You quote Joseph Stiglitz as saying the euro is just a 17-year-old experiment, poorly designed and engineered not to work. Does that mean you think the euro will not survive?

As I said earlier, the problem with the Eurozone is that it is a monetary union that does not have the necessary requisites of a fiscal union and political union that would set up the rules and mechanisms to allow the central authorities to move capital from surplus to deficit regions. Right now there are only two ways to resolve the trade imbalances within the Eurozone. One is internal devaluation, that is, the adoption of harsh austerity policies that would cheapen labour and make a deficit country’s exports competitive; this carries the risk of subjecting a country to long-term stagnation owing to a sharp reduction of effective demand. The other way is to simply get up and go, leave the Eurozone, and adopt a new currency, the value of which would be low compared to the euro, thus making one’s exports “competitive.” Not surprisingly, this would also carry the risk of squeezing effective demand in the debtor economy. However, the second option would allow one much more room for manoeuvre than if one were trapped in a loveless, depressed marriage like the Eurozone.

So in my sense, the countries in the Eurozone face the choice of either moving towards full fiscal and political union, which would make financial transfers largely a matter of funds being automatically activated to flow from surplus to deficit areas in a fully unified economy, as in the United States.  Or they end the monetary union. My sense is there is no middle way.

What would you say the role of social democracy was in the crisis?

Social Democracy is deeply implicated in the crisis. While Margaret Thatcher became the face of neoliberalism, social democrats had a very central role in pushing neoliberal measures throughout Europe. New Labour promoted financial liberalization and light-touch regulation in the United Kingdom, with Gordon Brown, first as chancellor, then as prime minister, becoming, as one writer puts it, “lionized” by the City as a result.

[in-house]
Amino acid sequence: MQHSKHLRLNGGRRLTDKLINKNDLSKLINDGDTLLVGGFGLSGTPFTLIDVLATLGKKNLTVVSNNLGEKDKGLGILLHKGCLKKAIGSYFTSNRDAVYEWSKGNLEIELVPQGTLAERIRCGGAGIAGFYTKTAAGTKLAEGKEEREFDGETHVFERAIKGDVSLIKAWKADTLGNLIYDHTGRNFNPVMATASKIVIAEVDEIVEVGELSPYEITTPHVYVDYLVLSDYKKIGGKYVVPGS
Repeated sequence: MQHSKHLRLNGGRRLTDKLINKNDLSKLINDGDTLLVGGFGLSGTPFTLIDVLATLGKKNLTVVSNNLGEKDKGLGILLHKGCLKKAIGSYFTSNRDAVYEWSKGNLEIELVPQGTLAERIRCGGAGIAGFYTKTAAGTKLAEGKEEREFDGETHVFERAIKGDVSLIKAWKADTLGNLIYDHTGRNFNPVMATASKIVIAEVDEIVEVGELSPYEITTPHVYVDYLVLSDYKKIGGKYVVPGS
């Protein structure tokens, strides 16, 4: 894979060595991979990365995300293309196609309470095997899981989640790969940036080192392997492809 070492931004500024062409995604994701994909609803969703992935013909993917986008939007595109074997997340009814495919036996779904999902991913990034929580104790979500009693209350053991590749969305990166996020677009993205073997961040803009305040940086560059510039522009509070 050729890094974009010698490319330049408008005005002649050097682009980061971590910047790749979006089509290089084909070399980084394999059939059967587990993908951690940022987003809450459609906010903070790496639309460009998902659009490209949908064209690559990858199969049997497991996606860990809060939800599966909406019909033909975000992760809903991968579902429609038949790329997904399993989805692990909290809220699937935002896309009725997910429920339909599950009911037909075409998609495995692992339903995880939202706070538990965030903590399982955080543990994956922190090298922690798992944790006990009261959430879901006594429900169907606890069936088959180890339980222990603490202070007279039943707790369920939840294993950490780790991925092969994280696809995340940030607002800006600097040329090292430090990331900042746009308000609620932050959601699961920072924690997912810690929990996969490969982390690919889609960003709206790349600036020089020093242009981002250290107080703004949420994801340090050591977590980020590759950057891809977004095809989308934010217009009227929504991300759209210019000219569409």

Francois Mitterand and the French socialists were the principal champions of the euro, in what former Greek Foreign Minister Iannis Varoufakis describes as a French project to harness German economic power to European integration under French political and administrative leadership.

And in Germany, it was under the Social Democratic government of Gerard Schroeder that implemented the labour market “reforms” that reduced labour wages and consolidated Germany’s position as a surplus country and its neighbours as deficit countries, forcing them to rely on German banks to cover their trade deficits. The Christian Democrat party could not have done what the social democrats did, but Angela Merkel and the conservatives ended up eating the SPD’s lunch.

Could the financial crisis in Europe have been averted? If so, how?

Yes, it could have been averted if there had been very stringent regulations governing finance put in place by governments that did not see finance capital as a partner but as a force to be disciplined. Finance has to be put in its proper place as a mechanism to get capital from those who have it to those who can apply it to productive use. More and more, it seems like only a nationalized banking system can properly fulfil this function. Having said this, I share the apprehension of the American economist Hyman Minsky that so long as capitalism reigns, finance capital will find ways to adjust to government regulations to again engage in reckless lending.

Are we out of danger now, or is there a chance this could happen again?

No, we are not out of danger because financial sector reform, which was pushed in the immediate aftermath of the financial crisis, has been ineffective or not implemented due to the successful lobbying efforts of financial corporations.

Finance capital remains undisciplined. In the meantime, owing to austerity policies, most of Europe’s real economy is in the grip of permanent stagnation. This creates the temptation for unregulated finance capital to engage again in speculative ventures, where one squeezes value from already created value through the creation of bubbles that are destined to collapse, again bringing chaos in their wake.

This interview is based on a paper by Walden Bello, ‘Europe: social democracy’s Faustian pact with global finance unravels, published by the Transnational Institute (May 2017) 


Teaser photo credit: Greece next economic model / Photo credit Wikimedia

Walden Bello

Walden Bello is a Professor at the State University of New York at Binghamton, senior research fellow at the Center for Southeast Asian Studies of Kyoto University, and a former member of the House of Representatives of the Republic of the Philippines.

Tags: eurozone crisis, financial crisis, neoliberal ideology